When he was two they scampered
on the field far towards the trees
and he picked wild cherries off the grass
and tried to eat them; her
restraining hand said “No! ”
So he ran wobbily onto the path
and tried to sweep it of its yellowed mowings.
By the time they reached the woods
he raised his arms
with “Granny, carry me! ”
High hoist upon her hip he rode until
they climbed down to the river shallows where he splashed
and claiming her hip he rode back home again.
When he was three they ran across the field
reaching the path that stretched towards the trail.
First a snack – “I am so hungry! ” – sitting on a log
and then a plunge into the undergrowth
where they heard bears and lions
and he blew the cotton off the cuckoo plants.
This time the river lapped against the rocks
while he fed ducks with crusts,
then lifting up his arms along the trail:
“Granny, carry me! ” but she said “No, ”
and to distract him acted fairy tales:
the three goats, trotting on the wooden bridge
back and forth, clomping their feet
over Jordan Creek
until the wicked troll had dropped away
never to rear his hungry head again.
In the Fall they walked along the trail
hand in hand
and listened for the bears
but there were none, so she lay down
and he beside her, acting lost
like Hansel, Gretel, sleeping in the leaves
with just his eyes and red hair peeping out
between the russets, yellows, browns and gold.
Their foxy ears caught crunching leaves, oak, maple, beech,
the screeching of a hawk above their heads,
the swelling river roaring past the rocks.
Next Spring, aged four, he ran down to the creek
and threw round rocks to watch them splash and sink,
so she chose flat ones, teaching him the trick
of skimming, bouncing pebbles on the pools
with cries of “Two! ” or ‘Three times! I won! ” till the stony bank
was quite denuded and the sand below
lay damp while in the reeds
frogs uttered croaky cries and jumped like stones.
A winter visit: snow defined the lines
of twigs and ghostly branches
but the creek
was lapping high and rushing after storms; just a few ducks
sheltering beneath a leafless willow;
an upturned stump loomed like a dinosaur
and he told her not to be afraid:
it was extinct.
Spring came, aged five. The trail to the woods
was shorter and the bears were gone,
“Remember, Granny? ” Then he shook his head,
No, no more bridge and no more trolls, just climb
a stony hill, looming like Mount Whitney or Mount Everest,
“It’s too high, Granny! ”
so she sang the song of little folk
“Now you can do it! ”
Up the airy mountain,
Down the rushy glen
We daren’t go a-hunting
For fear of little men….
Her song stopped short, for little Bridget died
because she had no Hansel by her side.
They reached the top: the trail
undulated onwards; down below
the river glistened silently
and so they turned and slithered down again.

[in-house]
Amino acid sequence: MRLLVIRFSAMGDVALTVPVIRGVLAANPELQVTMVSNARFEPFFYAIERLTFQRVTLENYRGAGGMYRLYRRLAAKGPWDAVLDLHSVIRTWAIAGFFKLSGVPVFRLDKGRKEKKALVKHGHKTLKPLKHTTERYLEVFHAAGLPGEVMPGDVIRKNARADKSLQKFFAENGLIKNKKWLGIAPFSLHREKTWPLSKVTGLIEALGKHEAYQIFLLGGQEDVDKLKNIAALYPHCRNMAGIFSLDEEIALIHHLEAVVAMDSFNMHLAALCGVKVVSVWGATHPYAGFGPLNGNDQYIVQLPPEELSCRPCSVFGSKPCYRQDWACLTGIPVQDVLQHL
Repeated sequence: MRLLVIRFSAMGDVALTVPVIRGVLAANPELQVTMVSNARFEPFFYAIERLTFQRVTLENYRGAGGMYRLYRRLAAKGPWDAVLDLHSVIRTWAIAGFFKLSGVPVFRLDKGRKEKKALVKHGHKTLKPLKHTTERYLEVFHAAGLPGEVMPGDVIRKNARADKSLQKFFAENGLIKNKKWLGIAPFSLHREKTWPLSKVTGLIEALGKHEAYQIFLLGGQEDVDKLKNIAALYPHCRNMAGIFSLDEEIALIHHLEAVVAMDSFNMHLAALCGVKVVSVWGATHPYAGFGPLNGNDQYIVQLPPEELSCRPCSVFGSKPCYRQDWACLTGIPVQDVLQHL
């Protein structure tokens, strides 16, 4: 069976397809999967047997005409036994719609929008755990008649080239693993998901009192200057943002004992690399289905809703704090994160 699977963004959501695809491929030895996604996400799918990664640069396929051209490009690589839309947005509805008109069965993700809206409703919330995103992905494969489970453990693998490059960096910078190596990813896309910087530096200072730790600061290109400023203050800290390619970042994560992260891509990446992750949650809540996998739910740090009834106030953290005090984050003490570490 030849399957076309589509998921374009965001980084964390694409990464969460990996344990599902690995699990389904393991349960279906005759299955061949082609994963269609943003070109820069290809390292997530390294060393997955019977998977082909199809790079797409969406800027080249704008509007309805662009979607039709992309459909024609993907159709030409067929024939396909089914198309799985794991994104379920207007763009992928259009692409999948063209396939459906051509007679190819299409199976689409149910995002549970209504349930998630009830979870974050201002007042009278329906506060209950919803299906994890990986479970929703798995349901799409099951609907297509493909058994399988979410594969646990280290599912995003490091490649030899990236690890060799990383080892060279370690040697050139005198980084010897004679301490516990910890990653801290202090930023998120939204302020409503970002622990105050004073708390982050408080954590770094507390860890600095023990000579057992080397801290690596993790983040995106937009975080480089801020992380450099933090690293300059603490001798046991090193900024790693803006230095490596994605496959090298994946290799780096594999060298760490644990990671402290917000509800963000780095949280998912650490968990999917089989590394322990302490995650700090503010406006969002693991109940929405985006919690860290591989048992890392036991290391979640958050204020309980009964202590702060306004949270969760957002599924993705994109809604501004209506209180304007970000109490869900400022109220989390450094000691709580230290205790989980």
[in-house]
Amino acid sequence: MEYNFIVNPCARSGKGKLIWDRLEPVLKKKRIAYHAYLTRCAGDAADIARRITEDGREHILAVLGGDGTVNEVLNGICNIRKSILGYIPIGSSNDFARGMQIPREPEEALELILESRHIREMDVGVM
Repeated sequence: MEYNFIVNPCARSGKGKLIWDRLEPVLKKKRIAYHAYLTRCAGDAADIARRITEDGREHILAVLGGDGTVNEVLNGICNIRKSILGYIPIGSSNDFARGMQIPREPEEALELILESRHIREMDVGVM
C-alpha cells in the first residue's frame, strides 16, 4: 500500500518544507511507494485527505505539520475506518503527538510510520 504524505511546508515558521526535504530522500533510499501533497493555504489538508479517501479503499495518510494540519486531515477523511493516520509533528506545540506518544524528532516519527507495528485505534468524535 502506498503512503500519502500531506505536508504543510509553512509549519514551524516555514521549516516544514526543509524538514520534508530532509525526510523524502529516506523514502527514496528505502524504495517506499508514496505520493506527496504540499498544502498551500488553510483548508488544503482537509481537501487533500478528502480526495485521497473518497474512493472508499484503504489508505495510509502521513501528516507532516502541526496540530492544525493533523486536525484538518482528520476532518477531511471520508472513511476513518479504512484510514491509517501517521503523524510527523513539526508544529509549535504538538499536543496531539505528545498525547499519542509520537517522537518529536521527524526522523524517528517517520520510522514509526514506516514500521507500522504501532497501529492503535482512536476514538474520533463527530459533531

Autumnal leaves - still five -
he only wanted airy heights but she
let him go clambering, as she was slow;
“I’m sorry darling, but my hip
will just not let me climb as fast as you –
perhaps we’ll go along the river? ” He held out his hand:
“Now you can do it, Granny! ”
and she did it.
Summer came – aged six – she followed him
along the path, into the woods, down to the shallow creek,
“Let’s skim the stones! ”
A fallen trunk straddled
the splashing creek. An invitation!
Up he climbed and tightroped bravely…
then he stumbled, slipped –
and caught his tumble standing knee-deep wet!
Astonishment, a glance of fear
until he heard her laughter
bringing out the sun.
They left the river; slow climb up the slope…
“Moss grows where…” “Yes, I know! ”
A hidden arch,
granite, sandstone architrave
buried by two centuries of leaves and fallen rocks,
a mystery of treasure, boys
lost in the greenwood, armed with cunning bows.
And then late Fall – because he would soon leave,
moving to cities, schools and busy friends –
a final walk to Jordan Creek, across the muddy field,
onto the path that led towards the trail;
he marched ahead, “This way! ” first to the water’s edge
where pebbles waited to be skimmed, “Remember, Granny,
how I fell! And how I won? ” “Remember, Max,
the story of the troll? ”
“And Hansel saving Gretel in the woods! ”
“And how we heard the lions? ”
“Granny! ” and they laughed.
The pebbles in the rime
bounced on the thin ice, so they broke
small sheets apart and watched them slide and shatter,
icy fingers, dazzled eyes
sparkling as they reflected.
Up the hill – she did it –
“How’s your hip? ” and summit-wards he ran, waiting until
they both could see the river’s bend
and geese above their heads
flying in V formation crying “Craank! ”
Then as they slithered down
(“There’s that old cave, let’s look inside, ”)
he made Last Call:
“Goodbye Walk in the Woods,
I’ll never ever come again! ”
And goodbye troll and bears and hip
and Hansel, pebbles, river, Robin’s wood
and wild cherries
lying in the field.
This poem has not been translated into any other language yet.I would like to translate this poem